Spry and soft-spoken, the 75-year-old Tawfiq-e-Elahi Chowdhury is Advisor for Power, Energy and Mineral Resources to Bangladesh Prime Minister Sheikh Hasina. He travelled to New Delhi to participate in Petrotech 2019. He also shared his experiences as a 26-year-old freedom-fighter for the liberation of Bangladesh while talking about his recently released autobiography Chariot of Life: Liberation War, Politics and Sojourn in Jail at the Observer Research Foundation. Talking to SNI’s Deputy Editor Parul Chandra, Chowdhury said Bangladesh wants India to play a more active role in the repatriation of Rohingya refugees. He also said Bangladesh is looking for India’s cooperation in order to import hydropower from Nepal and Bhutan. Excerpts…
How do you see the trajectory of India-Bangladesh relations with the Sheikh Hasina government coming to power for a third consecutive term in office?
Bilateral relations are very good and we hope to scale newer heights. Cooperation between the two countries is manifold. It’s in energy, electricity, road connectivity, trade, investment, culture. Essentially, bilateral ties have been developing and growing across an entire gamut of areas. For instance, in my own area of energy and power, cooperation has been growing. India and Bangladesh are tied together historically with links going back many centuries. So if we want to work together, we have so many ways of reaching out to each other. The Sheikh Hasina government has earlier worked with the Manmohan Singh government and now the Narendra Modi government have been very forthcoming in their plans. Whatever we ask for has been complied with. We also, in turn, extend whatever support we can to the development of the eastern Indian states. For the future, we hope that the electricity grid of the two countries will be connected and the gas grid too will be connected.
You’re a part of the Sheikh Hasina government that’s dealing with the Rohingya refugees issue. What are Dhaka’s expectations from New Delhi in this matter?
We are getting assistance from New Delhi. We’d like India to appreciate the fact that the Rohingya (sheltering in Bangladesh) need to return else there could be a security threat in that part of Bangladesh. We’re hoping that apart from providing humanitarian assistance, India will also play an active role to get the Rohingyas repatriated to their own country. Of course, it’s a humanitarian disaster too, a shame for the 21st century that such poor people are being thrown away from their home state on grounds that hark back to the Dark Ages. I’m sure the Indian government hopefully will come forward and play a more active role. But we seek India’s support in achieving a permanent solution to the Rohingya crisis which means seeing them return to their own country.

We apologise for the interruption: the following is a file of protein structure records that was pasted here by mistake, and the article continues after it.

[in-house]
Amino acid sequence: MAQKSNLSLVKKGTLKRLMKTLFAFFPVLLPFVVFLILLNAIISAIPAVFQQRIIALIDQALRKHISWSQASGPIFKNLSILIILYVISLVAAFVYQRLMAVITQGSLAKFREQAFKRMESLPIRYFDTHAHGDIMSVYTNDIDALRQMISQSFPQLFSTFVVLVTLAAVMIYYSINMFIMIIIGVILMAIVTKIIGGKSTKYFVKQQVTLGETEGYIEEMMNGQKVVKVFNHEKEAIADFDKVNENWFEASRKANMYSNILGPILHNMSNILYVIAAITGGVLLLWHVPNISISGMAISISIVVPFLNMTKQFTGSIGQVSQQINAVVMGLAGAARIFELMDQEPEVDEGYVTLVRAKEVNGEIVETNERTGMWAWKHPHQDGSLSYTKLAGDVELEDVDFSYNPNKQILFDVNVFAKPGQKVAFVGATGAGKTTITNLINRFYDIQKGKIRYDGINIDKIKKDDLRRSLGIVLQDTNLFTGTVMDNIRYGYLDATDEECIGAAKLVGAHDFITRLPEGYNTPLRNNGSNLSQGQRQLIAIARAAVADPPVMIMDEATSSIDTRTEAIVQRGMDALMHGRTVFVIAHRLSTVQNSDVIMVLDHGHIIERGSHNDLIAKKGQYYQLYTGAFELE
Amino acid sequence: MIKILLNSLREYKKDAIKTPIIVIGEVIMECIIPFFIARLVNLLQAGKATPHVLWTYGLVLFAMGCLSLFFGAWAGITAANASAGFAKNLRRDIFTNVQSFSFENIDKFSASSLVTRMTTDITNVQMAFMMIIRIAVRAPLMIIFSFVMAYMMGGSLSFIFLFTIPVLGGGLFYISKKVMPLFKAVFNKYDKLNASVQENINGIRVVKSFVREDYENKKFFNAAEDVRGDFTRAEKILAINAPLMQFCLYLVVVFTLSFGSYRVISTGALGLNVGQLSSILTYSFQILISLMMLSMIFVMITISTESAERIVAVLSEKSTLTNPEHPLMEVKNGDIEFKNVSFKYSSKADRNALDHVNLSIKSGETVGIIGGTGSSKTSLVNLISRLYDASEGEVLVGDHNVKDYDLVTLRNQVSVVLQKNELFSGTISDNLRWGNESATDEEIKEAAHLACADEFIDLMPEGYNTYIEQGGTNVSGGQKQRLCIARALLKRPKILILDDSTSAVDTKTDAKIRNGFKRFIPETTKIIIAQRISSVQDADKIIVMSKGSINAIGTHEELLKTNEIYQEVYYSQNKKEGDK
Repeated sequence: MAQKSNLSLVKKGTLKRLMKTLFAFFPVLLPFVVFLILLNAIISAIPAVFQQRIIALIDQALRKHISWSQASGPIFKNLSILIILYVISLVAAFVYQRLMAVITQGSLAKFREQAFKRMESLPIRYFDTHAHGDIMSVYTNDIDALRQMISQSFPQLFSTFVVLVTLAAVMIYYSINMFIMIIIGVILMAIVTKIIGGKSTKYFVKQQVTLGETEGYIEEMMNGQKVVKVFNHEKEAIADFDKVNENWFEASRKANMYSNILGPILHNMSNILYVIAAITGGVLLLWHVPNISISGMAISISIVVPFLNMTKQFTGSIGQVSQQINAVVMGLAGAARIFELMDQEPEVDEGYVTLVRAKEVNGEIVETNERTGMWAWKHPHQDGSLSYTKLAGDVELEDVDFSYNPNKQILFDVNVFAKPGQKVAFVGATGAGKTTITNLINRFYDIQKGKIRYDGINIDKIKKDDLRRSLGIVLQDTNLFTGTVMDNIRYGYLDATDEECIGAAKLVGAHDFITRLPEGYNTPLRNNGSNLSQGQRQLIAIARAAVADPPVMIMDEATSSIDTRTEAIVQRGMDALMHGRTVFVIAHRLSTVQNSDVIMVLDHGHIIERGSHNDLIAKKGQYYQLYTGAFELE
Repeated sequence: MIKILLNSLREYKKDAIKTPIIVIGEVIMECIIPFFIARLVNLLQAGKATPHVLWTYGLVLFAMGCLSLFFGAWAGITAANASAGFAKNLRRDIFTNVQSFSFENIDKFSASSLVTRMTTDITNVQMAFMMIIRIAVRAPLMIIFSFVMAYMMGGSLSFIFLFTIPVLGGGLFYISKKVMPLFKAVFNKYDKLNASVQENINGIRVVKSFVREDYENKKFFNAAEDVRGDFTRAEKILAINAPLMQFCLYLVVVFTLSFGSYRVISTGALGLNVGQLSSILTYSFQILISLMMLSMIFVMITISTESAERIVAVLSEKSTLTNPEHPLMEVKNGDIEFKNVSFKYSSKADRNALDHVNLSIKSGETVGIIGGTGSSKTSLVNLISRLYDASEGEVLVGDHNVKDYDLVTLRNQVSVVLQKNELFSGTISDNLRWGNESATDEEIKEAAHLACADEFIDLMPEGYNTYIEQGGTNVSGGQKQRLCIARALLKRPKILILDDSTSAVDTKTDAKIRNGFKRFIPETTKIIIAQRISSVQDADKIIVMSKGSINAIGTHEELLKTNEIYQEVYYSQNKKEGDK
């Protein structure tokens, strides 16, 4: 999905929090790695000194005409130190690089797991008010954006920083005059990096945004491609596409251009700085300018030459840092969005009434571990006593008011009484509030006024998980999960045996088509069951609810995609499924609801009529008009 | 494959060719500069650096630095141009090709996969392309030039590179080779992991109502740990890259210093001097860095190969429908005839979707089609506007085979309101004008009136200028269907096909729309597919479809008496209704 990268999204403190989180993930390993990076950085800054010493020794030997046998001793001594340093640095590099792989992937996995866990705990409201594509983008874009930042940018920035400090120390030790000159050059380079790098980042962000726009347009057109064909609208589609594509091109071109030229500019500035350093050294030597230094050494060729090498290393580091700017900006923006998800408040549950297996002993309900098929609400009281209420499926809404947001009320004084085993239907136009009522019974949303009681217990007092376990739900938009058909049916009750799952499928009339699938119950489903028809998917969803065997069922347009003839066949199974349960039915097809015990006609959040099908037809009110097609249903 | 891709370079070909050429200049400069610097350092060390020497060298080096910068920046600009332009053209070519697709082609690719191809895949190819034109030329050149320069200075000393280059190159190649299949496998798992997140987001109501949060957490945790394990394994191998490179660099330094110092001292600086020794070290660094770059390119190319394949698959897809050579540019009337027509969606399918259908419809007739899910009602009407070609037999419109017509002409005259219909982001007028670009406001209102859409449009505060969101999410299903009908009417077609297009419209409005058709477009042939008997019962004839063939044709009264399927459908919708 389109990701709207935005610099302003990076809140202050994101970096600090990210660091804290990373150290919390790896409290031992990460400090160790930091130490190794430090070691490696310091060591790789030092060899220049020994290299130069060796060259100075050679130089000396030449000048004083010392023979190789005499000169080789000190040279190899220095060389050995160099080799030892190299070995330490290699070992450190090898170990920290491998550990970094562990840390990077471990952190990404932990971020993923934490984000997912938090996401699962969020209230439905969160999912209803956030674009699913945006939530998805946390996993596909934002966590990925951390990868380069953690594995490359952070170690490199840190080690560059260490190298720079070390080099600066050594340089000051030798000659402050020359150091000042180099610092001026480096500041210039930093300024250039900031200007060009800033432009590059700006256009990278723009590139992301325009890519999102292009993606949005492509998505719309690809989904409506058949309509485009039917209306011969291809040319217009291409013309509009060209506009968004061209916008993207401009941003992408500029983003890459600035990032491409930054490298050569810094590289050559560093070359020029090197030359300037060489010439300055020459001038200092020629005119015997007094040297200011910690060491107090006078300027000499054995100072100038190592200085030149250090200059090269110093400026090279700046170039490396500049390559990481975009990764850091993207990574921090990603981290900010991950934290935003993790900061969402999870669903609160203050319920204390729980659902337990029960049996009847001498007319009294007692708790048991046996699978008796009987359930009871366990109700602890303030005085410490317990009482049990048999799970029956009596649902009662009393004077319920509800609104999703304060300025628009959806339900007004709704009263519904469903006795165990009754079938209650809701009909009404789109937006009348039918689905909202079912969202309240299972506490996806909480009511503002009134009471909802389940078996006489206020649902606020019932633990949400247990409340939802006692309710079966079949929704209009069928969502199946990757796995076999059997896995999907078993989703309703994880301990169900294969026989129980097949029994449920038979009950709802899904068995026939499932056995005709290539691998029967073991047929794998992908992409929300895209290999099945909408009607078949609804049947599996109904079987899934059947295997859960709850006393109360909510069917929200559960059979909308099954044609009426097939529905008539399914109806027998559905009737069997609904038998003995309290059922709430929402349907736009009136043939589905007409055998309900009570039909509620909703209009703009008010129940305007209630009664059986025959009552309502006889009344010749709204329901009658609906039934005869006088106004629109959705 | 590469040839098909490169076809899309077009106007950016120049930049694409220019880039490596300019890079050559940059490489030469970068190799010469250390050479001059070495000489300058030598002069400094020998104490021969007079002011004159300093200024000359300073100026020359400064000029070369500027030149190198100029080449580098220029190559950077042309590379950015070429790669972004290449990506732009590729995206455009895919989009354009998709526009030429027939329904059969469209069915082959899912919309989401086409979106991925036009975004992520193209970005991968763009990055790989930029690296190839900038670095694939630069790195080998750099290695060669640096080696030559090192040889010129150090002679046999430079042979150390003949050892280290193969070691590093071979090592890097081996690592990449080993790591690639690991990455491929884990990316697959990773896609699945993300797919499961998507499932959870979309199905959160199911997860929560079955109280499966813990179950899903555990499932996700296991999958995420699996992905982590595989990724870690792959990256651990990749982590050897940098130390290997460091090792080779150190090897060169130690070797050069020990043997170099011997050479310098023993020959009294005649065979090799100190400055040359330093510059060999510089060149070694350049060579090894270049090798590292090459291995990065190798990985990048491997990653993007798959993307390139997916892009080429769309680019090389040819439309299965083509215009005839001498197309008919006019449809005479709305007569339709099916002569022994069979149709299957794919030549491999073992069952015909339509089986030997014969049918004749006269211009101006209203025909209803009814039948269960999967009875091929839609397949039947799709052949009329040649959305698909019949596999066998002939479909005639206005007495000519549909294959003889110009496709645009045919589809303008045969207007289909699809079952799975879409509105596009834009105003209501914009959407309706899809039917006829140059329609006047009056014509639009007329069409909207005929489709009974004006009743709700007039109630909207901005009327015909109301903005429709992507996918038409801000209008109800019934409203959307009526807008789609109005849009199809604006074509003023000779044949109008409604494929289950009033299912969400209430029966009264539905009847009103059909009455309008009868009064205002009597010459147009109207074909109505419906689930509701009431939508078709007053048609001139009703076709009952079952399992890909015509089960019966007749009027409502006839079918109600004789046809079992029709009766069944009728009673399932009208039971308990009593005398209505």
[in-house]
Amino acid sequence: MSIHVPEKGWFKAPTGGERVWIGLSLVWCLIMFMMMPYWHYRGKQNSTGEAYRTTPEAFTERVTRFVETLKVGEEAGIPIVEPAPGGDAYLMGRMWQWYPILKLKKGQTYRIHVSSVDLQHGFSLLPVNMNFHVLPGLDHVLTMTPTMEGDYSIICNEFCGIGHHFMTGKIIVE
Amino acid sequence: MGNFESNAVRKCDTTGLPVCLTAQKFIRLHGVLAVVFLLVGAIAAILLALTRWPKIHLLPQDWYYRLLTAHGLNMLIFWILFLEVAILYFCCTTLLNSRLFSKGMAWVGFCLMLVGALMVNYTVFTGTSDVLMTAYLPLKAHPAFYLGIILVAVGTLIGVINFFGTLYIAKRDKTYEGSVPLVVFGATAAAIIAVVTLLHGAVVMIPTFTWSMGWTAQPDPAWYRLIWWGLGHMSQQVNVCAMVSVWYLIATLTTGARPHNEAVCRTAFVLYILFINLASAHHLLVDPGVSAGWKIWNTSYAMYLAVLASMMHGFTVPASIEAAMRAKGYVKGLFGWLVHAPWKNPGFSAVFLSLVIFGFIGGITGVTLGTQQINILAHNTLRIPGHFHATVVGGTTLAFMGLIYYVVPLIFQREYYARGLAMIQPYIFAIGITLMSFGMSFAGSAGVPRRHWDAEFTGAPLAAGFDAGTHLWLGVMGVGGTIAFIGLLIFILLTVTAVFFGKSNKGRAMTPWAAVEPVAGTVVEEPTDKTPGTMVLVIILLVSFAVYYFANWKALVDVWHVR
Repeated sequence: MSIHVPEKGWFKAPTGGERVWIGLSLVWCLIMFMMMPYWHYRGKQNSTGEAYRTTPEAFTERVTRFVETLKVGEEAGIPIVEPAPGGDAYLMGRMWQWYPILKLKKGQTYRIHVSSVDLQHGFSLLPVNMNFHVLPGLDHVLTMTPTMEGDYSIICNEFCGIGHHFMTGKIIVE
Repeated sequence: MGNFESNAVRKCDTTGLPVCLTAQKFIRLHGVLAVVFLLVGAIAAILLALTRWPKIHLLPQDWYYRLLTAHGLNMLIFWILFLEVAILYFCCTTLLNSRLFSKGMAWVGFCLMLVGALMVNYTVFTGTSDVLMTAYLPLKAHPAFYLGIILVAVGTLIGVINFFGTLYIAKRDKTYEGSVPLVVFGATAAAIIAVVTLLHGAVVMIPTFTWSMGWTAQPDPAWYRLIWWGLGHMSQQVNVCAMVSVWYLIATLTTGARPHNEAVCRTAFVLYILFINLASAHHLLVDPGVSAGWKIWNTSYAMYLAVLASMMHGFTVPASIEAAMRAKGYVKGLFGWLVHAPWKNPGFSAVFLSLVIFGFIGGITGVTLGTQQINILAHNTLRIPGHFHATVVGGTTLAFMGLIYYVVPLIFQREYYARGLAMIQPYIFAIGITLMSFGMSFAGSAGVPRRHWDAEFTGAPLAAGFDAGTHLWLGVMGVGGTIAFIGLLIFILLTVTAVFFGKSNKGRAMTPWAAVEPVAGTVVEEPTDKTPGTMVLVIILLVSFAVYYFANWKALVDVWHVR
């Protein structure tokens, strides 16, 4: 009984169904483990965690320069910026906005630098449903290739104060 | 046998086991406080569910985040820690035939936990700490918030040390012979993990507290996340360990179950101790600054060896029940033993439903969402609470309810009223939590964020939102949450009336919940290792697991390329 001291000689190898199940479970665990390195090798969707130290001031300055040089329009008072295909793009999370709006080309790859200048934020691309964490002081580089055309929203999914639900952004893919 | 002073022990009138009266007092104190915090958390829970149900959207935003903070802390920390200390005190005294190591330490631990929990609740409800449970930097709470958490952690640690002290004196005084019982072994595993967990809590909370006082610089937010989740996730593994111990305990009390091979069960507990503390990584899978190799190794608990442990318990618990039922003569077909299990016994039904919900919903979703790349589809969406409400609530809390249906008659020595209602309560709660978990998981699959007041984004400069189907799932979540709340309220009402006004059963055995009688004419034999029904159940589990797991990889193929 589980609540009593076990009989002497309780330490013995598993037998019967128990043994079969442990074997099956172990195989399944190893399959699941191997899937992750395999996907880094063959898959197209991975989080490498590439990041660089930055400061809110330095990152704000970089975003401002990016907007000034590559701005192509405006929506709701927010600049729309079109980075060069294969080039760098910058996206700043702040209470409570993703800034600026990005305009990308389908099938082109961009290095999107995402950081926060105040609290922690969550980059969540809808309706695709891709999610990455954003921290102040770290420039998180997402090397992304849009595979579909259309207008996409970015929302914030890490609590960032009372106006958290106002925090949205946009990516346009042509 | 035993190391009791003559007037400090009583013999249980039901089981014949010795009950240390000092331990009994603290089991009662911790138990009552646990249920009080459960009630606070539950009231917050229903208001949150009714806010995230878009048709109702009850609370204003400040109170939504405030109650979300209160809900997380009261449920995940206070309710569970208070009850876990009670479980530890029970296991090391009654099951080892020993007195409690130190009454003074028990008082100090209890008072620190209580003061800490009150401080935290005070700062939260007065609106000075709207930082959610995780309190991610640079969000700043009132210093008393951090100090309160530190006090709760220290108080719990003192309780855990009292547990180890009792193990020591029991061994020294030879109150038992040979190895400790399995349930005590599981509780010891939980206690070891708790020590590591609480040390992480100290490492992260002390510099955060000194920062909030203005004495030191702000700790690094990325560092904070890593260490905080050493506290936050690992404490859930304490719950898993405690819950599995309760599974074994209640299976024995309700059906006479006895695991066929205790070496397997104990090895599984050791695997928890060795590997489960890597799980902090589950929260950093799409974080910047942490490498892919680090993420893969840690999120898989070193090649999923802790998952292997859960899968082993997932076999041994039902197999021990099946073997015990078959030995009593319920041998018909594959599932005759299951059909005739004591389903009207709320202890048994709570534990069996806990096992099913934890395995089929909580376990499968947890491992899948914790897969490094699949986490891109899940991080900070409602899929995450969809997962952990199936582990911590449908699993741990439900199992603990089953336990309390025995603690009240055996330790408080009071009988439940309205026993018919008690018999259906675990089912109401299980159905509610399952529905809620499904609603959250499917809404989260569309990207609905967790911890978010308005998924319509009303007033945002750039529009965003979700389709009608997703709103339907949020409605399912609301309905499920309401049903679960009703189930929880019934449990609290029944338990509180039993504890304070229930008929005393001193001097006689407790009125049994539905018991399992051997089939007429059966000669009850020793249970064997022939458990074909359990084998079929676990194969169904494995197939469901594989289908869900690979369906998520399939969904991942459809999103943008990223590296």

What is the position as of now regarding gas and electricity grid connectivity?
The greater part of electricity grid connectivity has a firewall at present. They call it HDVC, i.e. a firewall between two grids. But in the Agartala (Tripura) part, we’re doing it without the firewall. I hope that one day we’ll remove the firewall so that we have synchronised grids between the two countries. We’ve just started importing petroleum products from the Numaligarh refinery in Assam. We’re also setting up an oil pipeline between Siliguri and Parbatipur. We hope it can be extended further to the west and south. The two countries are also working to find out ways to connect their gas grids. In fact, if the TAPI (Turkmenistan-Afghanistan-Pakistan-India) pipeline happens, we’d also like to be connected to it. In which case, the grid will be much wider.
How can the two countries work together to assist each other’s development?
We would like to contribute in whatever way we can to the development of the northeastern states of India, be it through trade and connectivity. The railway system in Bangladesh used to be called the Assam-Bengal railway with its headquarters in Chittagong. If we develop the Chittagong port further, we can carry goods from this port to Assam and other areas in northeast India. I think these were not choices available to us earlier but with excellent understanding and cooperation between the two governments, these are becoming real choices that we can make. We also hope that India will continue engagement with Bangladesh. We’d also like to see ourselves connected to Nepal and Bhutan to meet our energy needs. This will be hydropower. Not only will it be green power but it will also help stabilise our grid. We need to discuss this bilaterally with India as we’ll possibly need India’s consent as the grid line will pass through India. I’m hoping this will become a reality for Bangladesh — importing electricity from Nepal and Bhutan.
Environmentalists fear that the joint India-Bangladesh Maitree super thermal power project in Rampal in Bangladesh will imperil the Sundarbans located nearby ecologically. Your response to these claims?
The controversy has been put to rest. We’ve responded to all the objections that have been raised through scientific facts. And scientific data is unassailable. But the challenge remains — how do you translate scientific expectations into ground reality in the working of your power stations, in operating them to adhere to those standards. But the “academic challenges” have been more than answered.